How I learned to shoot in manual mode

by | Digital Photography Tips, Scrapbooking Tutorials | 5 comments

They say you don’t just wake up one day knowing how to use a camera, but that’s kind of how it feels like it happened for me. I didn’t… and then I did.

I remember being 12 or so and discovering my dad’s old camera. It had all these dials and buttons, not just an on or an off button. I had no idea how to use it, but I somehow sensed the power of what could be. I carefully tucked this gem back into its case, but carried the wonder of possibility with me.

In 2003, I purchased a FujiFilm S5000 because it was a mid-range consumer model with the ability to attach different lenses and go fully manual. Fast forward to 2008 and I was still snapping pics on auto. I thought “aperture” was only a fun name for a brand of Mac-compatible software.

It was at the end of 2008, after getting married and joining my husband’s large family that I suddenly had more to take photos of than my cat and my feet. I knew it was time to get serious. This is the story of how I went from clenching tight to my auto button like a security blanket to flying free as a bird on manual.

Step 1: The one where I learned which buttons did what. The first thing I did was find the instruction manual for my camera. I downloaded it from Fuji’s site and read it cover-to-cover, twice. Even though I didn’t know what half of the words meant or why I’d actually want to use most of them, I had a good sense of my options.

Step 2: The one where I learned what that actually meant. I was determined to learn the terminology and figure out how to use every last feature of my then 6 year old camera. Manual is manual, even at 3 megapixels. I read Digital Photography School and other blogs voraciously, even documenting some of my learning here at Simple Scrapper.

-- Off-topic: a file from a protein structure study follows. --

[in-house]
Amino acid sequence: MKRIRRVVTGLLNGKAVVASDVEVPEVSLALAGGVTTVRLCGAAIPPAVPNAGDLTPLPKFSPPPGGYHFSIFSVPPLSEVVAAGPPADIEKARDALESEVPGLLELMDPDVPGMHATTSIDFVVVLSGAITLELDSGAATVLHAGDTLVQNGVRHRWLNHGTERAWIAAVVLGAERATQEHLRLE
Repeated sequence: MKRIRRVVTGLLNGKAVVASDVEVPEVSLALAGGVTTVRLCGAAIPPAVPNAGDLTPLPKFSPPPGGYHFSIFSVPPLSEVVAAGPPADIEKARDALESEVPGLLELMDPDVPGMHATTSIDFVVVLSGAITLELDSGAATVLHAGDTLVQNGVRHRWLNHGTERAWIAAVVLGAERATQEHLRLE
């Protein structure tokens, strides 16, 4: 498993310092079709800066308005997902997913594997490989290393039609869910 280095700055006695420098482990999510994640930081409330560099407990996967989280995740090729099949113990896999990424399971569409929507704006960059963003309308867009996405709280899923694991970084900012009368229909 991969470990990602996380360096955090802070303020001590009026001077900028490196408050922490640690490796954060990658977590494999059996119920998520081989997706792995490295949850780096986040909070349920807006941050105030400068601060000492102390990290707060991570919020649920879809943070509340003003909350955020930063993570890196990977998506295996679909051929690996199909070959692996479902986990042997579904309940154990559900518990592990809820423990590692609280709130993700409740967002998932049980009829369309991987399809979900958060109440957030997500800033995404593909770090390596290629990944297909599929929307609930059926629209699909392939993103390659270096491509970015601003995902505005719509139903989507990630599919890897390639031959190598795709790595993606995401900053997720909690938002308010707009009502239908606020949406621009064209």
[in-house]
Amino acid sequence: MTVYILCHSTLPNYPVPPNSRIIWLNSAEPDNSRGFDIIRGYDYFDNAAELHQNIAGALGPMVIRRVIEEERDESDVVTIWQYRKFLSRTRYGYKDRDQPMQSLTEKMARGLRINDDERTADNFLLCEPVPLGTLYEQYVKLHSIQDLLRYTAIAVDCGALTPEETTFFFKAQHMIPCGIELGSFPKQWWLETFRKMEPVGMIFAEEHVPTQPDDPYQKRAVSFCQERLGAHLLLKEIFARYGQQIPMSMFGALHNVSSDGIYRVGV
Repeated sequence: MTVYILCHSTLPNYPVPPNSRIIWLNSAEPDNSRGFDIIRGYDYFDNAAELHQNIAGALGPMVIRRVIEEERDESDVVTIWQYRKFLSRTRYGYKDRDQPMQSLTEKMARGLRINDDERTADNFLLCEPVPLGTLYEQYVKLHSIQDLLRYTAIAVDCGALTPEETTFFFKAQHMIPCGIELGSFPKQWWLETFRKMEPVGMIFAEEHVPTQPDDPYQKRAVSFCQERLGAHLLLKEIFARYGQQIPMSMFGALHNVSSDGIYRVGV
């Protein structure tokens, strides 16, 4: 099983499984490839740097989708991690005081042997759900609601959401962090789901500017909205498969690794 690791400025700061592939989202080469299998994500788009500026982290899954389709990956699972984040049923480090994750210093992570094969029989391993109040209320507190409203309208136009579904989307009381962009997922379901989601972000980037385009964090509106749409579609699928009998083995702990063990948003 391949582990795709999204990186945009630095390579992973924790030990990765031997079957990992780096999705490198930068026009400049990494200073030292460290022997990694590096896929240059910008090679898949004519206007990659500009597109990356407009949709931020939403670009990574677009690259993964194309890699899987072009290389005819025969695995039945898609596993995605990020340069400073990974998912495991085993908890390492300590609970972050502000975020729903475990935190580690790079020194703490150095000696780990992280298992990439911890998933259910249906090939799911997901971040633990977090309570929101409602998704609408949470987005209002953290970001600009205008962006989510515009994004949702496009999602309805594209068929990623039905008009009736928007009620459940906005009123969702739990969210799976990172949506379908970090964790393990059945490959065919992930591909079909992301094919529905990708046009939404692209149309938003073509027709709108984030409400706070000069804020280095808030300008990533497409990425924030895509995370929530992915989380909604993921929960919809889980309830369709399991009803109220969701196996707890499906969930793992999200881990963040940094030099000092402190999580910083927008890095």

Step 3: The one where I was effectively in Mexico. Having 5 years of Spanish under my belt, I can understand a good deal of the spoken language, but “lo siento, no habla español”. At this point in my journey I knew, on paper, what all the terms meant. I had the comprehension, but not the capability to speak the language.

Step 4: The one where I started to get it. Despite my frustrations, I felt like I had earned my baby wings enough to graduate to a new camera. Not long after my upgrade, I took a class with Jenn & Stan at Scrapper’s Workshop. My baseline knowledge was definitely taken to the next level in this course.

However, my biggest breakthrough came when Stan pointed out the exposure indicator on the screen and in the view finder. Finally, I had an answer to my biggest question: How do you “know” (or even begin to learn) what settings to use?

Step 5: The one where I got fed up. After a holiday season full of missed shots, I was really frustrated. I was using primary aperture-priority mode at this point as I learned to control the depth of field. While I knew I was doing some things right, my photos weren’t coming together for me. My photos were too noisy and out of focus. I questioned whether I had handled my lens too roughly. I stepped away for a little while.